between O’Neill and Spencer and
are now preparing plans and esti
mates for a proposed new State
Aid structure.
The nomination of Dennis H.
Cronin to be United States
Marshal for the district of Ne
braska was confirmed by the
United States senate last Thurs
day. He will take office Septem
| ber 1.
Another fine rain visited this
j County on Friday and again on
i Monday. A couple of weeks and
| corn will be safe from frost.
Mike Harriskey has applied for
a patent on a new system of
finding lost golf balls. Mike paints
’em with luminous paint and then
goes out after dark and picks’em
Ten Years Ago
The Frontier, August 20. 1931
Col. James Moore has opened
a gas filling station on West
Douglas street.
John Enright celebrated his
nintieth birthday anniversary last
Thursday. He came to Holt
County in 1876.
L. C. Walling, district manager
of the Interstate Power company
left for Chicago this morning op
a business trip.
A chronic heart ailment caused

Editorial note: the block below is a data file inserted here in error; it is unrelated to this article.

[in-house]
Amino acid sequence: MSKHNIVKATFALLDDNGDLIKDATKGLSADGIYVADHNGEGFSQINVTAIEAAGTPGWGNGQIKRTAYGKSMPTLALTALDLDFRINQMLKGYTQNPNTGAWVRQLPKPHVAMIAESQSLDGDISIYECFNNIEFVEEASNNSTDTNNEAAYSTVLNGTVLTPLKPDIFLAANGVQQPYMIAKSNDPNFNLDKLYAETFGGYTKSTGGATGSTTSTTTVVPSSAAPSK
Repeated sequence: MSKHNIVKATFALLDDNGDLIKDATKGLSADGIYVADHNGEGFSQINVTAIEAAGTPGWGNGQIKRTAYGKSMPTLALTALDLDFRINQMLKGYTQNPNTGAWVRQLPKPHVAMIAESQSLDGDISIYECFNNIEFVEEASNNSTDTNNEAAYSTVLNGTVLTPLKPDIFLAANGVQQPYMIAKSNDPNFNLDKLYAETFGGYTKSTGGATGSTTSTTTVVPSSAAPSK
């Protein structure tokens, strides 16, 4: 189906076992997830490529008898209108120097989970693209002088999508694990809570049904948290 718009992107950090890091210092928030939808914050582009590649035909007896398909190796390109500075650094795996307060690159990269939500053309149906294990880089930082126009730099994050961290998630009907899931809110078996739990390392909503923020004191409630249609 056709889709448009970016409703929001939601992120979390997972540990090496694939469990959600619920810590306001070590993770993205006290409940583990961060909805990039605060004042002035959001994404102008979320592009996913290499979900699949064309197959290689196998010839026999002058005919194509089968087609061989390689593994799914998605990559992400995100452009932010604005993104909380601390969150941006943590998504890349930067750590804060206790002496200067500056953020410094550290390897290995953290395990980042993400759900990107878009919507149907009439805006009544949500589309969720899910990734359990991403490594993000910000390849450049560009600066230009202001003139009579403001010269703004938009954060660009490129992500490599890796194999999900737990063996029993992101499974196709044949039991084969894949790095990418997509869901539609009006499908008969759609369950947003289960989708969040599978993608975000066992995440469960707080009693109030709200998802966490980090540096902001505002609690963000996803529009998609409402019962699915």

the death of F. J. O’Neill at) Cas
per, Wyoming, last Thursday
afternoon. He was a son of the
late Senator Hugh O’Neill and
was born at Leonia, this county.
He was thirty-five years of age.
Many letters have been receiv
ed here asking questions about
Albert Engel—the one-man army
camp investigating committee.
Engel is a member of congress
from the State of Michigan. He
is a members of the House Com
mittee on Appropriations and also
a member of the sub-committee
which handles appropriations for
the War Department. He saw
service with the A. E. F. in France
during the last war and he made
statistics a hobby. Many members
who know him intimately believe
he is probably more completely
informed regarding the details of
expenditures in the War Depart
ment than any other member in
the House today. He is a Re
publican, but often consulted by
members of both parties. He
has confidence of members on
both sides of the aisle and they
know that no matter what party
his statistical information affects,
he lets the chips fall where they
When the committee began re
ceiving request for huge appro
priations for national defense,
Engel detrmined that the waste,
and inefficiency of the first world
war should not be repeated.
When the War Department began
building new camps, Engel de
termined to make a personal in
vestigation. He served notice on
his colleagues that he feared the
cost-plus program of construction
would result in great waste of
money and he proceeded to go
out and get the facts.
He first requested committee
approval of his action and that
was promptly accorded. He sec